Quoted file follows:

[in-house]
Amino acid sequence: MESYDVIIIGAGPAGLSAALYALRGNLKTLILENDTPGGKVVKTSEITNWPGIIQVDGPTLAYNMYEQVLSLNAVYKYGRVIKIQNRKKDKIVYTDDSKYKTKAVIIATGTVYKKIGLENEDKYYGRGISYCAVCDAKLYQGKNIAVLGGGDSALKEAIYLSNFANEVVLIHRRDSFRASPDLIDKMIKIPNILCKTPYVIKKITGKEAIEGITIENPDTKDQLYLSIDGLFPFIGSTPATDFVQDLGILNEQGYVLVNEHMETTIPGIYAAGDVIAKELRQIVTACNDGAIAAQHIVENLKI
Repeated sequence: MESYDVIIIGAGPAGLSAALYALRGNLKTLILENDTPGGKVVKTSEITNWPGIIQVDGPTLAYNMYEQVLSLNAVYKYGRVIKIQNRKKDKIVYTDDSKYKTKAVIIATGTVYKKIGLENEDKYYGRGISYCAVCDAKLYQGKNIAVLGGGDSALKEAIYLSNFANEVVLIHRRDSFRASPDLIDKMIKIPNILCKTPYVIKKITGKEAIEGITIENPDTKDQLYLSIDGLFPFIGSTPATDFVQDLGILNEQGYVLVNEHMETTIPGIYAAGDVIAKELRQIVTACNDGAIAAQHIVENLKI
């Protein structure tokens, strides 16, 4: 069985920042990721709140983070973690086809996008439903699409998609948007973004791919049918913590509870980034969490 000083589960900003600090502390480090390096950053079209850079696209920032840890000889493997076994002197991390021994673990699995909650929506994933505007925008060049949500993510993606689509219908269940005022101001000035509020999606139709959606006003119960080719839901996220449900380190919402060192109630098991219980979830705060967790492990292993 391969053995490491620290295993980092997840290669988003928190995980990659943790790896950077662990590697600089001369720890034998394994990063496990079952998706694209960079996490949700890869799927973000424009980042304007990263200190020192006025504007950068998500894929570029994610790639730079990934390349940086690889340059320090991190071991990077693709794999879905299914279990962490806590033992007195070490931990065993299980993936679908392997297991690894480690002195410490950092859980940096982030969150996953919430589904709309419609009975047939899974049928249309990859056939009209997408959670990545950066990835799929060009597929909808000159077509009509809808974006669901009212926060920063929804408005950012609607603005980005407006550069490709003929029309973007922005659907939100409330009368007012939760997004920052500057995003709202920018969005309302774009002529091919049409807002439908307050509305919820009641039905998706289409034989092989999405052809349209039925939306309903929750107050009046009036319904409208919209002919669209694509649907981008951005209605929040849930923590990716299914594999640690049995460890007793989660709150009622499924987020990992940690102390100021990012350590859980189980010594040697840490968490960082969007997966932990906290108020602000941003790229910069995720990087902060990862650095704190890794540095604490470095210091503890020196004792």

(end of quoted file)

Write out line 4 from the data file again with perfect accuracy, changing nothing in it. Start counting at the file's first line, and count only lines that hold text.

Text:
């Protein structure tokens, strides 16, 4: 069985920042990721709140983070973690086809996008439903699409998609948007973004791919049918913590509870980034969490 000083589960900003600090502390480090390096950053079209850079696209920032840890000889493997076994002197991390021994673990699995909650929506994933505007925008060049949500993510993606689509219908269940005022101001000035509020999606139709959606006003119960080719839901996220449900380190919402060192109630098991219980979830705060967790492990292993 391969053995490491620290295993980092997840290669988003928190995980990659943790790896950077662990590697600089001369720890034998394994990063496990079952998706694209960079996490949700890869799927973000424009980042304007990263200190020192006025504007950068998500894929570029994610790639730079990934390349940086690889340059320090991190071991990077693709794999879905299914279990962490806590033992007195070490931990065993299980993936679908392997297991690894480690002195410490950092859980940096982030969150996953919430589904709309419609009975047939899974049928249309990859056939009209997408959670990545950066990835799929060009597929909808000159077509009509809808974006669901009212926060920063929804408005950012609607603005980005407006550069490709003929029309973007922005659907939100409330009368007012939760997004920052500057995003709202920018969005309302774009002529091919049409807002439908307050509305919820009641039905998706289409034989092989999405052809349209039925939306309903929750107050009046009036319904409208919209002919669209694509649907981008951005209605929040849930923590990716299914594999640690049995460890007793989660709150009622499924987020990992940690102390100021990012350590859980189980010594040697840490968490960082969007997966932990906290108020602000941003790229910069995720990087902060990862650095704190890794540095604490470095210091503890020196004792």